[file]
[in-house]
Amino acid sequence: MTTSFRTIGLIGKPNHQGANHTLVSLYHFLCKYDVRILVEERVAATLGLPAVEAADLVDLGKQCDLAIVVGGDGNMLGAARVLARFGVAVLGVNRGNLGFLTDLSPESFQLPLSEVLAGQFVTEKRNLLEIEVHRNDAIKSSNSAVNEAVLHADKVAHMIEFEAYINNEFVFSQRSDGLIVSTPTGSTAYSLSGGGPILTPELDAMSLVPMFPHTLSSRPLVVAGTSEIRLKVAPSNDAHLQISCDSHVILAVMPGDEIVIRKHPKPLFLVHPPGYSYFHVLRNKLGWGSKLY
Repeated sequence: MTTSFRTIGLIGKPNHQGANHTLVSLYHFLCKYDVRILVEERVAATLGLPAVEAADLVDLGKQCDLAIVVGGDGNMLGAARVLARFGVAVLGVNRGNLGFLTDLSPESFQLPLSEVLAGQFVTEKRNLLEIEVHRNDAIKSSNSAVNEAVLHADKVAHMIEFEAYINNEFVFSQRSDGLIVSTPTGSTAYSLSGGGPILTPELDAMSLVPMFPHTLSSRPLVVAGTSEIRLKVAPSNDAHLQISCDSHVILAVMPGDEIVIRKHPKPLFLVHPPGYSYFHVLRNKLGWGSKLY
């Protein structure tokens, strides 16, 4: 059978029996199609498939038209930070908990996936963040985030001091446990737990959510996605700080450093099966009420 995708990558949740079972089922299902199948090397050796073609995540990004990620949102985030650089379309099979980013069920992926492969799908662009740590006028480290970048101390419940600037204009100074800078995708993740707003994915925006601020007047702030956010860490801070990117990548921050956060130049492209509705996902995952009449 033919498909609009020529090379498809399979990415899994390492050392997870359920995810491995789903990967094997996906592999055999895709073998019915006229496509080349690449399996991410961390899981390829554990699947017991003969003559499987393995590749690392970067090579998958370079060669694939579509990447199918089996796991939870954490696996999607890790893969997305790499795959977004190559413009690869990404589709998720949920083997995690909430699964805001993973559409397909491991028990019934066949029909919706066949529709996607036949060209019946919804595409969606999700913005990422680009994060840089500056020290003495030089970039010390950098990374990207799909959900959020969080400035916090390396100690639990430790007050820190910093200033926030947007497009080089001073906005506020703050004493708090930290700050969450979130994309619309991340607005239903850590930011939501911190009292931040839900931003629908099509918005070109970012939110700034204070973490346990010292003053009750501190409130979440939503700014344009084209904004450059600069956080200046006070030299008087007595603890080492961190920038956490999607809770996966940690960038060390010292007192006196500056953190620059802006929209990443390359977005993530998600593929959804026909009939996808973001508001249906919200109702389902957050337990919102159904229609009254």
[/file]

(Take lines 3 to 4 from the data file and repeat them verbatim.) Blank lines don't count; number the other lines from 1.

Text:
Repeated sequence: MTTSFRTIGLIGKPNHQGANHTLVSLYHFLCKYDVRILVEERVAATLGLPAVEAADLVDLGKQCDLAIVVGGDGNMLGAARVLARFGVAVLGVNRGNLGFLTDLSPESFQLPLSEVLAGQFVTEKRNLLEIEVHRNDAIKSSNSAVNEAVLHADKVAHMIEFEAYINNEFVFSQRSDGLIVSTPTGSTAYSLSGGGPILTPELDAMSLVPMFPHTLSSRPLVVAGTSEIRLKVAPSNDAHLQISCDSHVILAVMPGDEIVIRKHPKPLFLVHPPGYSYFHVLRNKLGWGSKLY
């Protein structure tokens, strides 16, 4: 059978029996199609498939038209930070908990996936963040985030001091446990737990959510996605700080450093099966009420 995708990558949740079972089922299902199948090397050796073609995540990004990620949102985030650089379309099979980013069920992926492969799908662009740590006028480290970048101390419940600037204009100074800078995708993740707003994915925006601020007047702030956010860490801070990117990548921050956060130049492209509705996902995952009449 033919498909609009020529090379498809399979990415899994390492050392997870359920995810491995789903990967094997996906592999055999895709073998019915006229496509080349690449399996991410961390899981390829554990699947017991003969003559499987393995590749690392970067090579998958370079060669694939579509990447199918089996796991939870954490696996999607890790893969997305790499795959977004190559413009690869990404589709998720949920083997995690909430699964805001993973559409397909491991028990019934066949029909919706066949529709996607036949060209019946919804595409969606999700913005990422680009994060840089500056020290003495030089970039010390950098990374990207799909959900959020969080400035916090390396100690639990430790007050820190910093200033926030947007497009080089001073906005506020703050004493708090930290700050969450979130994309619309991340607005239903850590930011939501911190009292931040839900931003629908099509918005070109970012939110700034204070973490346990010292003053009750501190409130979440939503700014344009084209904004450059600069956080200046006070030299008087007595603890080492961190920038956490999607809770996966940690960038060390010292007192006196500056953190620059802006929209990443390359977005993530998600593929959804026909009939996808973001508001249906919200109702389902957050337990919102159904229609009254």